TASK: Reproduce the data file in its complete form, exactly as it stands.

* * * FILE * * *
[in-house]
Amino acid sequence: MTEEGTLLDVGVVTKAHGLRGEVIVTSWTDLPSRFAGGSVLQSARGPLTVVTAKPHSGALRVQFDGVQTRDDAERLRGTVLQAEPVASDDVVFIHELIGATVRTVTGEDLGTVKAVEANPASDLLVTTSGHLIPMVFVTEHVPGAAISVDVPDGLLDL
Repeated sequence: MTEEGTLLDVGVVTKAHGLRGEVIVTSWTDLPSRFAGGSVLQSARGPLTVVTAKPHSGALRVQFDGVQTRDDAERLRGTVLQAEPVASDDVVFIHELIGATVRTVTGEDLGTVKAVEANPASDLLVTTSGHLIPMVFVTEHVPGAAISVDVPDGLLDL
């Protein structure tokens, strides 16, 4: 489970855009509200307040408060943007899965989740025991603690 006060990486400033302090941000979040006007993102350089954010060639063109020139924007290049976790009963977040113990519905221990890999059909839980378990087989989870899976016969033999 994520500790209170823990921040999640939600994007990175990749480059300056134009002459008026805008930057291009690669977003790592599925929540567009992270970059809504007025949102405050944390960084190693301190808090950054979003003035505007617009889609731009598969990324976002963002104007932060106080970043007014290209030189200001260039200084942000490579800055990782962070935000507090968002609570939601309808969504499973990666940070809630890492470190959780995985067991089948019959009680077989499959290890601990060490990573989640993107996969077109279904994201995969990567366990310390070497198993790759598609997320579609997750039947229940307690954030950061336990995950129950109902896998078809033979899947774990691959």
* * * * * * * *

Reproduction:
[in-house]
Amino acid sequence: MTEEGTLLDVGVVTKAHGLRGEVIVTSWTDLPSRFAGGSVLQSARGPLTVVTAKPHSGALRVQFDGVQTRDDAERLRGTVLQAEPVASDDVVFIHELIGATVRTVTGEDLGTVKAVEANPASDLLVTTSGHLIPMVFVTEHVPGAAISVDVPDGLLDL
Repeated sequence: MTEEGTLLDVGVVTKAHGLRGEVIVTSWTDLPSRFAGGSVLQSARGPLTVVTAKPHSGALRVQFDGVQTRDDAERLRGTVLQAEPVASDDVVFIHELIGATVRTVTGEDLGTVKAVEANPASDLLVTTSGHLIPMVFVTEHVPGAAISVDVPDGLLDL
């Protein structure tokens, strides 16, 4: 489970855009509200307040408060943007899965989740025991603690 006060990486400033302090941000979040006007993102350089954010060639063109020139924007290049976790009963977040113990519905221990890999059909839980378990087989989870899976016969033999 994520500790209170823990921040999640939600994007990175990749480059300056134009002459008026805008930057291009690669977003790592599925929540567009992270970059809504007025949102405050944390960084190693301190808090950054979003003035505007617009889609731009598969990324976002963002104007932060106080970043007014290209030189200001260039200084942000490579800055990782962070935000507090968002609570939601309808969504499973990666940070809630890492470190959780995985067991089948019959009680077989499959290890601990060490990573989640993107996969077109279904994201995969990567366990310390070497198993790759598609997320579609997750039947229940307690954030950061336990995950129950109902896998078809033979899947774990691959």